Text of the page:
With the launch of the redesigned F-150, Ford broke all of the rules for pickup trucks. From its much-touted aluminum construction -- shaving about 700 pounds from the old model -- to available small-displacement twin-turbo V6 engines promising the power of V8s but with better fuel economy, Ford shook things up in a category not known for innovation. It bet the farm on the biggest-selling vehicle in America.
Ford F-150 Road Test

With the launch of the redesigned F-150, Ford broke all of the rules for pickup trucks. From its much-touted aluminum construction -- shaving about 700 pounds from the old model -- to available small-displacement twin-turbo V6 engines promising the power of V8s but with better fuel economy, Ford shook things up in a category not known for innovation. It bet the farm on the biggest-selling vehicle in America.

The weight-loss program and high-tech wizardry under the hood pay off with an impressive 17 mpg overall fuel economy from the 2.7-liter turbo V6. The F-150's 2.7- and beefier 3.5-liter turbo-V6 engines provide plenty of punch even at low revs, with quick acceleration and effortless towing ability. Powerwise, you won't miss a V8.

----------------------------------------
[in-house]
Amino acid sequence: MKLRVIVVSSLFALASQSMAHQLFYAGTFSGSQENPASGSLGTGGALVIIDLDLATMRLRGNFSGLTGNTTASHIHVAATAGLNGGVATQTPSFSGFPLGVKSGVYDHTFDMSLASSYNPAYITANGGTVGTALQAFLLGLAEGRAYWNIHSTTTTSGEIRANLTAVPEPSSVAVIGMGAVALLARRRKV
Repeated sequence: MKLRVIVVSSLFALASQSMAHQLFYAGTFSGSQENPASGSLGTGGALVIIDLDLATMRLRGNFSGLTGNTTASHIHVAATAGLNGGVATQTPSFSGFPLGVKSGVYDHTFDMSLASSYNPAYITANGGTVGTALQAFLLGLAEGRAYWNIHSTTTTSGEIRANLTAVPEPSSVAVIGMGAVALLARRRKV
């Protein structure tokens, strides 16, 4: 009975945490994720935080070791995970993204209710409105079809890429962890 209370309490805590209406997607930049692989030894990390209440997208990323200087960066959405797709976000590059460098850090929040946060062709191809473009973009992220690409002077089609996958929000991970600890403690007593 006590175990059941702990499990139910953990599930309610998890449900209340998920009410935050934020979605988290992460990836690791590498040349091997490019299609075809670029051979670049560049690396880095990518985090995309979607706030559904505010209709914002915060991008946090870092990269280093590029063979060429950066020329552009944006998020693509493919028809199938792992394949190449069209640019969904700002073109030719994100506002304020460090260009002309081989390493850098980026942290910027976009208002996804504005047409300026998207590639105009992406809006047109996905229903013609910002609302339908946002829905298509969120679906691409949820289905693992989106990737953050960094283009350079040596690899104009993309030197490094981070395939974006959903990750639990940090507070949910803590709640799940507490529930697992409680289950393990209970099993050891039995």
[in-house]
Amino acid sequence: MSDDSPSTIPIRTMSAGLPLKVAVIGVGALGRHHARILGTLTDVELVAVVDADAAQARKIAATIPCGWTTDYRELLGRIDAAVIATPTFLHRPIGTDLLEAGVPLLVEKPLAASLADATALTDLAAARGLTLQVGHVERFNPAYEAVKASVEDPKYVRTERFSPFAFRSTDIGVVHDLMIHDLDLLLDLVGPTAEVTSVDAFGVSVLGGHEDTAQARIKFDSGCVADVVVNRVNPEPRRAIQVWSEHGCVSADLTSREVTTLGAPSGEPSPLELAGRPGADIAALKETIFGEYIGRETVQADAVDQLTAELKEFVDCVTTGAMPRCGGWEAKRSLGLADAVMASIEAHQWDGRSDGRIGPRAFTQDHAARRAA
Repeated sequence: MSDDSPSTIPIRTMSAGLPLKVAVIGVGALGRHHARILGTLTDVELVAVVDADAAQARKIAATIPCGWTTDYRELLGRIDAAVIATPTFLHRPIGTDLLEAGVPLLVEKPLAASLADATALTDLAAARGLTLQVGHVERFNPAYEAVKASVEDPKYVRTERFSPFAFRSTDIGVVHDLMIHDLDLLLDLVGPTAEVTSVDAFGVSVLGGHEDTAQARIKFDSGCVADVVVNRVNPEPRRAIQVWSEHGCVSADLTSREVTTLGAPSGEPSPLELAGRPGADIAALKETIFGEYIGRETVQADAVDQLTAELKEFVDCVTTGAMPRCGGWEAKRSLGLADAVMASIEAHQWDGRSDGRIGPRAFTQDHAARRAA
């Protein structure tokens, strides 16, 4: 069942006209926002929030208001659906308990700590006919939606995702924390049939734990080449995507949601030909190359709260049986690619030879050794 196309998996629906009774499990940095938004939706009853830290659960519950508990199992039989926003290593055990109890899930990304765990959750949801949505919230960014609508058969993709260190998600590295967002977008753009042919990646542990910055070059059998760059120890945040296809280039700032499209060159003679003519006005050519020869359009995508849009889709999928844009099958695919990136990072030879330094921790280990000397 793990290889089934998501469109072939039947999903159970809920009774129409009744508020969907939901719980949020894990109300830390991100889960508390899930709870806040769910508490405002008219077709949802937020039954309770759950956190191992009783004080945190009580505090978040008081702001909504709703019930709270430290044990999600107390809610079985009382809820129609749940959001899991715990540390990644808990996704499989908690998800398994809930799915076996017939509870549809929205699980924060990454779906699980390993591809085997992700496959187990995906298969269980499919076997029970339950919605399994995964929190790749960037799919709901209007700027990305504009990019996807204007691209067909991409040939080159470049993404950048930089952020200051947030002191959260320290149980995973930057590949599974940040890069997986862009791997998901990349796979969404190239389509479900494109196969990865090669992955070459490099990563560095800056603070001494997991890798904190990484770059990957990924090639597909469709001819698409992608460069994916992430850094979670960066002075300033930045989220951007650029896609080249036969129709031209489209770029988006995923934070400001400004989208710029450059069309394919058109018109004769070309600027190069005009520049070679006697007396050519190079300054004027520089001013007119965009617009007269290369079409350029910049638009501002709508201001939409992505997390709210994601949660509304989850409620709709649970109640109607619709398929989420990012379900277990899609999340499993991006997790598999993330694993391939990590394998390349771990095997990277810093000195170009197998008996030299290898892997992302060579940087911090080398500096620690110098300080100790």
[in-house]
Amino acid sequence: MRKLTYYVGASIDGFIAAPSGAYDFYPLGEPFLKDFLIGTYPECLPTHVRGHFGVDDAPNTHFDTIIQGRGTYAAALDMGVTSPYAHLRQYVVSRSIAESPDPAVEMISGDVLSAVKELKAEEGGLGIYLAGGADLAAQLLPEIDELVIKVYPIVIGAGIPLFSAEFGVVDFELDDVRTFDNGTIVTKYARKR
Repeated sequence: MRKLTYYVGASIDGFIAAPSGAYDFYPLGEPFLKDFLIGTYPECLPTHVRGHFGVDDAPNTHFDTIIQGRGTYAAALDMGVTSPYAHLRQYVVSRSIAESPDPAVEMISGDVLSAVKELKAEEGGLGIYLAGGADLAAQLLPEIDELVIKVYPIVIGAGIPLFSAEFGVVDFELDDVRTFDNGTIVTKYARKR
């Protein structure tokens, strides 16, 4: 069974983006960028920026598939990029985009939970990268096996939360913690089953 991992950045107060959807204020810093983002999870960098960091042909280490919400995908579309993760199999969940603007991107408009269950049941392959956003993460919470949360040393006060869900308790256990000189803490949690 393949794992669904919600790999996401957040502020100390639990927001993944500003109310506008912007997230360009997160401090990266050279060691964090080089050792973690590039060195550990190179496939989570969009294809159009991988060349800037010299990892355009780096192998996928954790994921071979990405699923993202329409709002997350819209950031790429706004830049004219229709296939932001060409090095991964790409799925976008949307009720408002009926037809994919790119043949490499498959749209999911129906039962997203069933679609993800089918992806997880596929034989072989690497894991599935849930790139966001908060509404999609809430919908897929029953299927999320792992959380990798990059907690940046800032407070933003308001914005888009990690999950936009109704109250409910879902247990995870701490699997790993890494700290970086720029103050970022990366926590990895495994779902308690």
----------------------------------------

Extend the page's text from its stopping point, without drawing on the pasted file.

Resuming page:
Still, old-school truckers can relax. A 385-hp, 5.0-liter V8 is also available. While it has the traditional V8 rumble, the two turbo V6 engines have more torque. The 3.5 turbo is actually the best choice for towing, with a max rating of 11,500 pounds. Rounding out engine options is the base, non-turbocharged 282-hp, 3.5-liter V6. All powerplants are paired with a six-speed automatic transmission.

Best Version to Get
We'd get a XLT or higher trim, as the basic XL work-truck version limits the availability of desirable comfort and safety features. We'd also get Ford's Sync 3 infotainment system; this well-designed touch screen is a big improvement over the MyFord Touch system that it replaced. Unless you're...
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